Wandering among the giants of Redwood National Park.
It's hard to explain the feeling you get in the old-growth forests of Redwood National and State Parks. Everything seems big, misty, and primeval -- flowering bushes cover the ground, 10-foot-tall ferns line the creeks, and the smells are rich and musty. It's so Jurassic Park, you half expect to turn the corner and see a dinosaur.
The scientific name for these massive conifers is Sequoia sempervirens, cousins of the giant sequoias. Sheathed in rough reddish bark, miraculously fire-resistant, their stout straight trunks shoot up 100 feet or more before a canopy of branches begins; they often reach a total height of more than 300 feet. Among the planet's most ancient individuals -- the oldest dated coast redwood is more than 2,200 years old -- they only grow in temperate rainforests, meaning nowhere but the U.S. Pacific Coast. In 1968, the federal government created Redwood National Park (nowadays combined with three state redwood parks) to protect what's left of this seriously endangered species. The relative isolation of this stretch of coast helped the forests survive intact, but it also makes for a long drive.
The most spectacular display is along the Avenue of the Giants, a 31-mile stretch of U.S. 101 through the Humboldt Redwoods State Park (tel. 707/946-2263; www.humboldtredwoods.org). Environmentalists bemoan the tacky attractions along this route, but youngsters love 'em -- from south to north, hollow Chimney Tree, where J.R.R. Tolkien's Hobbit is rumored to live; One-Log House, a small dwelling built inside a log; and the Shrine Drive-Thru Tree. More dignified landmarks include Founders Grove, honoring those who started the Save the Redwoods League in 1918; and the 950-year-old Immortal Tree. Don't settle for looking at all this out your car window -- from many parking areas you can ramble on short loop trails into awesome redwood groves.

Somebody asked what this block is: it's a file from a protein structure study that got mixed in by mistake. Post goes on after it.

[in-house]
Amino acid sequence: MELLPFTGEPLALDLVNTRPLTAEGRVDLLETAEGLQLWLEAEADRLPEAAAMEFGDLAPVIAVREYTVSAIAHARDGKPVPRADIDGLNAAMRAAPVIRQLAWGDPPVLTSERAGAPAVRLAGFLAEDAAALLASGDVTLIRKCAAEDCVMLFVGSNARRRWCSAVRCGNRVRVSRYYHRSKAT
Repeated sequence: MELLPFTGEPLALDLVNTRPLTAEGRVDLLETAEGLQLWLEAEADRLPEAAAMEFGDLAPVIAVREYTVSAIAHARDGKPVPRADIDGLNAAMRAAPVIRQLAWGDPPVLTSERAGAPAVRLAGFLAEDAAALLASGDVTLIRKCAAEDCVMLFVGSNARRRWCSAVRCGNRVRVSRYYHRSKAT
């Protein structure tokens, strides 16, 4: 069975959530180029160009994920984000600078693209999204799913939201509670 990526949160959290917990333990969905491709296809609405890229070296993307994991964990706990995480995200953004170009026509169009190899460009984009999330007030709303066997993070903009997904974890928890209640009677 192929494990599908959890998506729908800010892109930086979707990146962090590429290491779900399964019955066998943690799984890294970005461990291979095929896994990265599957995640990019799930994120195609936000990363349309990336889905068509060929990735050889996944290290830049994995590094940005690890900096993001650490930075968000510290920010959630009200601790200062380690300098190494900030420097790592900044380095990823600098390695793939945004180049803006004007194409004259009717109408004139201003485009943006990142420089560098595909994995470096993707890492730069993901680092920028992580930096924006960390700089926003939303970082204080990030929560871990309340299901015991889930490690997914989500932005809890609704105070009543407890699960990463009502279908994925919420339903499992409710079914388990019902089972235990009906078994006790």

The other cluster of parks begins another 100 miles or so farther north, threaded along U.S. Hwy. 101. The most scenic drive parallels 101, along the Newton B. Drury Scenic Parkway, passing through redwood groves and meadows where Roosevelt elk graze, and Coastal Drive, which has grand views of the Pacific. But again, the truly spine-tingling experience requires getting out and hiking through these soaring perpendicular woods. Pick up a park map to find your way to Tall Trees Trail, a 3[bf]1?4-mile round-trip to a 600-year-old tree often touted as the world's tallest (get a permit at the Redwood Information Center in Orick); the self-guided mile-long Lady Bird Johnson Grove Loop; the short, very popular Fern Canyon Trail; or, for the littlest hikers, the .25-mile-long Big Tree Trail, a paved trail leading to -- what else? -- a big tree.
Nearest Airport: Del Norte County Regional, Crescent City.
Where to Stay: $ Curly Redwood Lodge, 701 Redwood Hwy. S. (U.S. 101), Crescent City (tel. 707/464-2137; www.curlyredwoodlodge.com). $$$ Lost Whale Inn, 3452 Patrick's Point Dr., Trinidad (tel. 800/677-7859 or 707/677-3425; www.lostwhaleinn.com).